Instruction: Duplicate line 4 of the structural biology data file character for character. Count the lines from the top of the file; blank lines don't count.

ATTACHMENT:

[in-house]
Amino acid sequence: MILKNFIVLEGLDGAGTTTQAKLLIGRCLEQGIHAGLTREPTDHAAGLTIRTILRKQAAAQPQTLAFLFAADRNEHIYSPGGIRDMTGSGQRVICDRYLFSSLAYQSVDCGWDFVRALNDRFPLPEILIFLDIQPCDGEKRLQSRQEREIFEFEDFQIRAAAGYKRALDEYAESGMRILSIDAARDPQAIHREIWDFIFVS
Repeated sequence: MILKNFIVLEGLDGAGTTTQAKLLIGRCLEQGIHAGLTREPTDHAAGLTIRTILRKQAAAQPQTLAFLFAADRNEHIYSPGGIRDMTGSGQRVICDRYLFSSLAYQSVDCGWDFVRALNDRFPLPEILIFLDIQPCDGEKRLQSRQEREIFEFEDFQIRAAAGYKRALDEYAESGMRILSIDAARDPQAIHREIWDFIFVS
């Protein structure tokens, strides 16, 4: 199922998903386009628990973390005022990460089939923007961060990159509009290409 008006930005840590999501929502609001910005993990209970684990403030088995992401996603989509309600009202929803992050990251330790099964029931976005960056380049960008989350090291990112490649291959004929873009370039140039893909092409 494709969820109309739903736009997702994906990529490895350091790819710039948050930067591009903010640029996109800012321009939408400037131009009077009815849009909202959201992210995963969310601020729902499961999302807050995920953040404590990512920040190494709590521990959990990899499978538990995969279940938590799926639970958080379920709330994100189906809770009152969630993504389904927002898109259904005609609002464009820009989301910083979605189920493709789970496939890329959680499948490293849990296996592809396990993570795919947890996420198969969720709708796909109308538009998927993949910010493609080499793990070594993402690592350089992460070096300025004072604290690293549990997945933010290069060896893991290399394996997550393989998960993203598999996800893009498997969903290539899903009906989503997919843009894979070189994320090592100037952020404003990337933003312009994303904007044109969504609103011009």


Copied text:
């Protein structure tokens, strides 16, 4: 199922998903386009628990973390005022990460089939923007961060990159509009290409 008006930005840590999501929502609001910005993990209970684990403030088995992401996603989509309600009202929803992050990251330790099964029931976005960056380049960008989350090291990112490649291959004929873009370039140039893909092409 494709969820109309739903736009997702994906990529490895350091790819710039948050930067591009903010640029996109800012321009939408400037131009009077009815849009909202959201992210995963969310601020729902499961999302807050995920953040404590990512920040190494709590521990959990990899499978538990995969279940938590799926639970958080379920709330994100189906809770009152969630993504389904927002898109259904005609609002464009820009989301910083979605189920493709789970496939890329959680499948490293849990296996592809396990993570795919947890996420198969969720709708796909109308538009998927993949910010493609080499793990070594993402690592350089992460070096300025004072604290690293549990997945933010290069060896893991290399394996997550393989998960993203598999996800893009498997969903290539899903009906989503997919843009894979070189994320090592100037952020404003990337933003312009994303904007044109969504609103011009």